For the next forty years, Mr. Hartnell made numerous appearances in film and television as a supporting player. He is best known, outside of The Doctor, for his role as CSM Bullisom in the BBC comedy The Army Game (1957-1960).But he was noticed for the first time by Ms. Lambert for his portrayal of a rugby coach in the film This Sporting Life (1963).

Mr. Hartnell’s health ended his career as the Doctor. He had developed ateriosclerosis which was effecting him performance physically and mentally. It was at this time that the producers created the idea of “regeneration” which allowed the character to change appearance and personality. This allows different actors to play the role while maintaining continuity. (How James Bond is a more traditional example of changing actors for a role.) Mr Hartnell himself recommended his replacement, Patrick Troughton. The transition from the first to the second Doctor took place on October 29, 1966.

Mr. Hartnell made a few television appearances after leaving Doctor Who but his health limited his performances. Even for The Three Doctors, a 10th anniversary reunion serial, the writers promised his wife Heather* that Mr. Hartnell would sit for most of his time on-screen and read his lines from cue cards.

William Hartnell, the first Doctor, died on April 23, 1975 at the age of 67.

Sources: The Daily Mirror, Wikipedia, and IMDB.com

(Image of Mr. Harnell as Doctor Who during filming in the 1965 serial The Web Planet. It is copyright of BBC and courtesy of neitshade5.wordpress.com)

* The Hartnells married in 1929. And Mr, Hartnell treated her terribly. As told in his biography Who’s There?: The Life and Career of William Hartnell, which was written by his grandddaughter Jessica Carney, Mr. Hartnell was a known womanizer and Mrs. Hartnell tried on several occasions to obtain a divorce. They never separated and were married until he died - 46 years.

Other Doctor Who posts on Obit of the Day:

Caroline John - played “Liz” Shaw, companion of the third Doctor

Raymond Cusick - Creator of the Daleks

Nicholas Courtney - Col. Lethbridge-Stewart

Elisabeth Sladen - Sarah Jane Smith

325 Notes

Obit of the Day: Married 70 Years, Died 15 Hours Apart
Kenny and Helen Felumlee were introduced when they were teenagers - by Kenny’s ex-girlfried. After dating for two years, the couple decided to get married. Immediately. Even though Kenny was only two days shy of his 21st birthday - the legal age for men in Ohio at the time - the pair drove to Kentucky to elope. They married on February 20, 1944, and spent the next 70 years together.
The couple raised eight children with Helen staying at home while Kenny worked for the railroad as a car inspector, ran a automobile repair place, and even carried mail for the town of Nashport. Helen was known for sending personalized greeting cards for any and every event, causing her family to joke that she “kept Hallmark in business.”
Once all their children had left the house, the Felumlees travelled. They visited all fifty United States by bus. They preferred that mode of transportation so they could see everything along the way.
According to their children Kenny and Helen never spent a night apart even preferring to share a bunk bed rather than sleeping in separate beds on a trip. When Kenny became too ill to sleep in the bedroom, Helen slept on the floor nearby so they could stay together.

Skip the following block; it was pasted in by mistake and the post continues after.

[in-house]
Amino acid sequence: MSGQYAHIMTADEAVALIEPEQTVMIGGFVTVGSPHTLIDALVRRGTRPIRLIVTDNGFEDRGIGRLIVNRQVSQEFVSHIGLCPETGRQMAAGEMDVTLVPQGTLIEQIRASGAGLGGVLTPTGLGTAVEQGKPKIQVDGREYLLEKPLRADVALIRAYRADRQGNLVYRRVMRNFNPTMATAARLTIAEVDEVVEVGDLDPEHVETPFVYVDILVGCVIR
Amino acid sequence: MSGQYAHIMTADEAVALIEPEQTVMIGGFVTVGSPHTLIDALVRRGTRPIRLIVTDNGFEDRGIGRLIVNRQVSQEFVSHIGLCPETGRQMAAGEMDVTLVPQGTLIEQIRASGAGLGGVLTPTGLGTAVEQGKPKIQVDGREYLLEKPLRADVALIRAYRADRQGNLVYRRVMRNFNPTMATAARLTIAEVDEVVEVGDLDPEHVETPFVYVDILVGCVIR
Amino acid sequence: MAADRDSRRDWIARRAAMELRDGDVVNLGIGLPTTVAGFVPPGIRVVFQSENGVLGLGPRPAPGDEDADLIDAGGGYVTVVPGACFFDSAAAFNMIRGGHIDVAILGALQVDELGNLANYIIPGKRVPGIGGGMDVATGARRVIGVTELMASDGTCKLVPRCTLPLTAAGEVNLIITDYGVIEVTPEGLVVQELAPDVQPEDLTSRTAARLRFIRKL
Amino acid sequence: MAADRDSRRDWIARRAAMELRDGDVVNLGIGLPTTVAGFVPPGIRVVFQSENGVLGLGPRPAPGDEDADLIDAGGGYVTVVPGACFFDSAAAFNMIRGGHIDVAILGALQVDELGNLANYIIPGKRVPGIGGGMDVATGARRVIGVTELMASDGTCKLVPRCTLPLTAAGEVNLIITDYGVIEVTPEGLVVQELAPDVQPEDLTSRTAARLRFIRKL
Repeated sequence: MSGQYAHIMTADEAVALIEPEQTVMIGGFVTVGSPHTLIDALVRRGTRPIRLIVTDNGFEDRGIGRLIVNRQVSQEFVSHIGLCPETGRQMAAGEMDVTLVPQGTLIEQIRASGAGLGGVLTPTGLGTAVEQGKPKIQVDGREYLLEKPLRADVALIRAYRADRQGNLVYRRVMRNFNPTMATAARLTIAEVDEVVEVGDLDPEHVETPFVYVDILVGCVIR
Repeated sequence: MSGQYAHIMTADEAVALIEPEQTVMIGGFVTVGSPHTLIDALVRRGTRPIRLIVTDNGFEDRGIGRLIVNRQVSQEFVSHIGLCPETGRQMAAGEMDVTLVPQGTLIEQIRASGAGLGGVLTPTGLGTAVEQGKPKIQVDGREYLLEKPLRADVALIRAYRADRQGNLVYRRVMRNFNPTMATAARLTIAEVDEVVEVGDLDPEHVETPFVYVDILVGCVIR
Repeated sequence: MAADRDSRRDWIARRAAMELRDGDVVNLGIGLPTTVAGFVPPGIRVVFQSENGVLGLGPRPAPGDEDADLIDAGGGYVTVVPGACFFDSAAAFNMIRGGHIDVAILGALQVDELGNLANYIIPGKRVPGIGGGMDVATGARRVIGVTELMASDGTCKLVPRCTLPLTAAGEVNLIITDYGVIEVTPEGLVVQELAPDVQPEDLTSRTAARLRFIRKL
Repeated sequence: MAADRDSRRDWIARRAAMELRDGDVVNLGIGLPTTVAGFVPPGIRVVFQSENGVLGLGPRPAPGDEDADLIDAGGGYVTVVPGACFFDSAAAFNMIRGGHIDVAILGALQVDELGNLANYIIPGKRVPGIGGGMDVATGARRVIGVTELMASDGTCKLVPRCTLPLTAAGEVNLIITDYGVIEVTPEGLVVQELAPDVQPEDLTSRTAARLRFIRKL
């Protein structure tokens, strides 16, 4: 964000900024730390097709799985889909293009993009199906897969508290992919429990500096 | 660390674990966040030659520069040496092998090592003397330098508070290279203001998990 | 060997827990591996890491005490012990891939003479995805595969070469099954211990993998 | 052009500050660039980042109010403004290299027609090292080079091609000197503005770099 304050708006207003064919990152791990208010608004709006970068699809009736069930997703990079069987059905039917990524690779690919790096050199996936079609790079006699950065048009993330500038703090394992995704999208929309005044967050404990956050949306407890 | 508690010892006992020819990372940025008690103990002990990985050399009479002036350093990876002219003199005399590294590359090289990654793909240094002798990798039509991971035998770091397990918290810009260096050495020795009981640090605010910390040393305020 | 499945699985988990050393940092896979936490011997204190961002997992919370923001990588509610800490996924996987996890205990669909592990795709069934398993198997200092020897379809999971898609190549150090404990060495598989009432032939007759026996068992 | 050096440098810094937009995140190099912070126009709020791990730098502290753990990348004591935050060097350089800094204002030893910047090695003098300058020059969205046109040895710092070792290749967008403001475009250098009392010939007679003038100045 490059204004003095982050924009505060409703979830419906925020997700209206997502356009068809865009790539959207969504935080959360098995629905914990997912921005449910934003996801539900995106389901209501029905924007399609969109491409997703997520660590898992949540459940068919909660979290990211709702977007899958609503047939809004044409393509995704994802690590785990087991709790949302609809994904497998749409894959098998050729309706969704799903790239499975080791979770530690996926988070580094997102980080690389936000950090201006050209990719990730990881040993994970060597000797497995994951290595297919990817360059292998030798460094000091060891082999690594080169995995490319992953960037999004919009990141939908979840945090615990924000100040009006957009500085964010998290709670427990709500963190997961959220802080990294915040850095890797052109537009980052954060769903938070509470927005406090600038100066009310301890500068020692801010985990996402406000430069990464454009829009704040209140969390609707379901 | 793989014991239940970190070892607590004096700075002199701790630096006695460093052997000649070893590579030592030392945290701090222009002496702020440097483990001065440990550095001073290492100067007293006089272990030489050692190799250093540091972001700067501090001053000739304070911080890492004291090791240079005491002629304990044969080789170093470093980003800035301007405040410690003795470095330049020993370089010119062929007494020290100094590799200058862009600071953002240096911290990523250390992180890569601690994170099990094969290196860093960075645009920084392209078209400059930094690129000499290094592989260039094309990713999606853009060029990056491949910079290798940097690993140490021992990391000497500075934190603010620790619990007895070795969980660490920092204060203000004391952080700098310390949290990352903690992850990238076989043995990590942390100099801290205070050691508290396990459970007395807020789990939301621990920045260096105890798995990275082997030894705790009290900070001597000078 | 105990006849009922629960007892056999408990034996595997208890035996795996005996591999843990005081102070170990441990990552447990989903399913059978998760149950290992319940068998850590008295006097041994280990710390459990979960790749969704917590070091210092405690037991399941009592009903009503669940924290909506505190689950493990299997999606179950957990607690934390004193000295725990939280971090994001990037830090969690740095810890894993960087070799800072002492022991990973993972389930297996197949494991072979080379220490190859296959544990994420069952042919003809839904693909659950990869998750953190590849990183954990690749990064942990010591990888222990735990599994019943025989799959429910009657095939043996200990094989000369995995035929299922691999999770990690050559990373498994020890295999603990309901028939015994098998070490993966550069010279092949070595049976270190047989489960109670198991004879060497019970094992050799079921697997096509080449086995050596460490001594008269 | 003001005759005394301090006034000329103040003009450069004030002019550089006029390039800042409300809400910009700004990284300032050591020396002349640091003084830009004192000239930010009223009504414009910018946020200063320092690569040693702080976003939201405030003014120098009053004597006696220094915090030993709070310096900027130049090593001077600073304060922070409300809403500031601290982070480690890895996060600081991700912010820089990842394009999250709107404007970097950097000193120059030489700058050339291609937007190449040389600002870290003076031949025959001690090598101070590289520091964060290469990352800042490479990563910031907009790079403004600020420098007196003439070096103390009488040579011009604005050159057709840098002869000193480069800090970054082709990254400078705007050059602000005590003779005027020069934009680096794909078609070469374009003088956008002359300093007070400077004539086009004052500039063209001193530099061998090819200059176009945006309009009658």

Helen Felumlee died on April 12, 2014 at the age of 92. Kenny Felumlee died 15 hours later on April 13, 2014 at the age of 93.
Sources: Zanesville Times Recorder and ABC News
(Image Helen and Kenny Felumlee, in the 1940s, is a family photo and courtesy of the Zanesville Times Recorder)
More marriage-related posts on Obit of the Day:
The DeCaros - Married 81 years
The Pawlaks - Died holding hands 
The Direnzos - Married 78 years
The Wrubels - Married 83 years, 129 days 

Obit of the Day: Married 70 Years, Died 15 Hours Apart

Kenny and Helen Felumlee were introduced when they were teenagers - by Kenny’s ex-girlfried. After dating for two years, the couple decided to get married. Immediately. Even though Kenny was only two days shy of his 21st birthday - the legal age for men in Ohio at the time - the pair drove to Kentucky to elope. They married on February 20, 1944, and spent the next 70 years together.

The couple raised eight children with Helen staying at home while Kenny worked for the railroad as a car inspector, ran a automobile repair place, and even carried mail for the town of Nashport. Helen was known for sending personalized greeting cards for any and every event, causing her family to joke that she “kept Hallmark in business.”

Once all their children had left the house, the Felumlees travelled. They visited all fifty United States by bus. They preferred that mode of transportation so they could see everything along the way.

According to their children Kenny and Helen never spent a night apart even preferring to share a bunk bed rather than sleeping in separate beds on a trip. When Kenny became too ill to sleep in the bedroom, Helen slept on the floor nearby so they could stay together.

Helen Felumlee died on April 12, 2014 at the age of 92. Kenny Felumlee died 15 hours later on April 13, 2014 at the age of 93.

Sources: Zanesville Times Recorder and ABC News

(Image Helen and Kenny Felumlee, in the 1940s, is a family photo and courtesy of the Zanesville Times Recorder)

More marriage-related posts on Obit of the Day:

The DeCaros - Married 81 years

The Pawlaks - Died holding hands 

The Direnzos - Married 78 years

The Wrubels - Married 83 years, 129 days